CII autoimmunity in DRB10101 and 0401 transgenic mice

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While several autoantigens have been proposed to be the target of the autoimmuni-ty of RA, most of the proteins that have been studied are found predominantly in joints, including type II collagen (CII), human cartilage glycoprotein 39, and proteoglycan. CII is the major structural protein in articular cartilage, and anti-CII antibodies have been found in a high percentage of RA patients [14-18] and the presence of CII-specific T-cells has also been reported in RA patients [19-21]. In order to experimentally test the relationship between RA and CII autoimmunity, several investigators have developed HLA-DR humanized mouse models to determine if the DR1 or DR4 susceptibility alleles mediate this CII-specific autoimmunity. CII immunization of humanized, transgenic mice expressing either DRB1*0101 or DRB1*0401 on B10.M or DBA/1 backgrounds induces an inflammatory autoimmune arthritis that shares significant clinical and histopathological similarities with RA [9, 10, 22]. Surprisingly, T-cells from both DRB1*0101 and DRB1*0401 trans-genic mice recognize the same dominant epitope in CII, located at amino acids 263-270 (CII263-270) [9, 10, 22]. This CII dominant epitope also binds to DRB1*0101 and DRB1*0401 in a very similar manner with the phenylalanine at amino acid 263 of the CII peptide fitting in the P1 binding pocket of both the DR1 and DR4 molecules [23]. The significance of this CII peptide is supported by recent studies in RA patients in which a T-cell response to CII263*270 was detected in patients with early disease (less than 3 years) but was less prevalent in RA patients with disease of longer duration [19].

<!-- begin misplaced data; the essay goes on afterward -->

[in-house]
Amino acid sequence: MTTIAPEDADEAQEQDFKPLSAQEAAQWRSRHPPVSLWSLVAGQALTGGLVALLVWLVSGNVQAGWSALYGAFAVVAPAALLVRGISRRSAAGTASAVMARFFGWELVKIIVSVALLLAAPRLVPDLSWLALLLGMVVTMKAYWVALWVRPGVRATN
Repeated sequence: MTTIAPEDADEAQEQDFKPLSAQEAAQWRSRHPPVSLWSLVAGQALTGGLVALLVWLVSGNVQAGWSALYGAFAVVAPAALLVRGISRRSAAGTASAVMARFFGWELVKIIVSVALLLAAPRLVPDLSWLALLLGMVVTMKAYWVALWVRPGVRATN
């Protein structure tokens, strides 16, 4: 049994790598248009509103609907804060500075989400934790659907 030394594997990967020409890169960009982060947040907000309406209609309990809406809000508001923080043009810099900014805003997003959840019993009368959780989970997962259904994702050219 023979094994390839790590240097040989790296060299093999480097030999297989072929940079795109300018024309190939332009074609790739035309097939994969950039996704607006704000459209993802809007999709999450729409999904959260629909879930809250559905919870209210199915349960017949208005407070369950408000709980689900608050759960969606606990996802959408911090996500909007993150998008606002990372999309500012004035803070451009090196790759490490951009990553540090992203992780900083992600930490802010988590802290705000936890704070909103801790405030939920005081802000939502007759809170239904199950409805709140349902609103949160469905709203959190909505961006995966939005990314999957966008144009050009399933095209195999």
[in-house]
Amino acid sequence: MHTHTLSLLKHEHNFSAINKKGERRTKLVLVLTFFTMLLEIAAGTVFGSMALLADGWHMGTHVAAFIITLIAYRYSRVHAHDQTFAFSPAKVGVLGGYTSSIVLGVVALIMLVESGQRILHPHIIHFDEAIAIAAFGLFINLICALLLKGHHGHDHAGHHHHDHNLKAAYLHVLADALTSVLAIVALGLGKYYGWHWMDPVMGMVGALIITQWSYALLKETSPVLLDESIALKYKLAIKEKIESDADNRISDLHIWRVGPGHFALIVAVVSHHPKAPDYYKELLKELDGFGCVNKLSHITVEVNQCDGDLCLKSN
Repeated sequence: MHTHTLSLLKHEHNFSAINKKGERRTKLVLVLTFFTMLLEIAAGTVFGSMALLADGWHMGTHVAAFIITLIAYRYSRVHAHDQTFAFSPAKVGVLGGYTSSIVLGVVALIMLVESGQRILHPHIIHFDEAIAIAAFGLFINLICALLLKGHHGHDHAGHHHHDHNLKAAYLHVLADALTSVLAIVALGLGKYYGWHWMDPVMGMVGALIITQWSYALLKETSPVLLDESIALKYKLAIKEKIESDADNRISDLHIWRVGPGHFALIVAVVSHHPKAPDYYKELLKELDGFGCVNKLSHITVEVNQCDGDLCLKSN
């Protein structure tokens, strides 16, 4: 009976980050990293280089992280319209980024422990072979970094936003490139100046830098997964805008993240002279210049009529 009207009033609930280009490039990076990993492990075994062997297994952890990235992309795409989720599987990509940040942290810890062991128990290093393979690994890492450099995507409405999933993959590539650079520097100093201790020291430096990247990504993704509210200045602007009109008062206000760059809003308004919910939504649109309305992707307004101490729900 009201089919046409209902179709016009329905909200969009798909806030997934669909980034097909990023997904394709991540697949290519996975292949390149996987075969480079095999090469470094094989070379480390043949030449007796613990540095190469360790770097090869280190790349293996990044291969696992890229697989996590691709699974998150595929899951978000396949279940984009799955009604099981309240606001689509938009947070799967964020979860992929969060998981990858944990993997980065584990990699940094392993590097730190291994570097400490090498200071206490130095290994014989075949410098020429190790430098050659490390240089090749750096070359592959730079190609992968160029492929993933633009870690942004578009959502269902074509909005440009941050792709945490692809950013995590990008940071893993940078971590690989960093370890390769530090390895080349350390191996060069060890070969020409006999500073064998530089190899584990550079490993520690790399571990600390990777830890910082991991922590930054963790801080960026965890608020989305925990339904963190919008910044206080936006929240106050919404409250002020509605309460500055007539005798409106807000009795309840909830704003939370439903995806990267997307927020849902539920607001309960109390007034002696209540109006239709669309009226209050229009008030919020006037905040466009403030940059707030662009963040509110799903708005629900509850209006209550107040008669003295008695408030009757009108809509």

Recently Latham et al. and Svendsen et al. demonstrated that DR1 and DR4 tetramers in which the respective peptide binding sites are loaded with the CII dominant peptide can be used to identify DR-restricted, CII-specific T-cells ex vivo using DR1 and DR4 humanized mouse models [12, 24]. This approach allowed for quantitation of the CII-specific T-cell response over time as arthritis develops as well as a means of isolating the pathogenic T-cell population for functional and molecular studies. The number of CII- specific T-cells reached a maximum around 10 days post immunization, and then gradually decreased, although CII-specific T-cells could still be detected at more than 100 days after immunization [12]. Cytokine analysis has revealed that these CII-specific T-cells express cytokines consistent with the Th1 phenotype [12, 24]. Moreover, these CII-specific T-cells are also present in the arthritic joints of the DR-transgenic mice but only at the early stages of disease, potentially indicating a direct role for CII-specific T-cells in the early pathogenic phase of CIA [12, 24]. DR4-CII tetramers have been also used to search for CII-spe-cific T-cells in the synovial fluid of RA patients [25], but to date, this approach has not yielded positive results. However, based on the data from the humanized models above, the use of samples from patients with late stage disease may have contributed to the inability to detect CII-specific T-cells. Alternatively, studies using human CII-transgenic, DR-humanized mice have suggested that glycosylated forms of CII, that were not present in the tetramers, may play an important role in the autoimmunity of RA [26].

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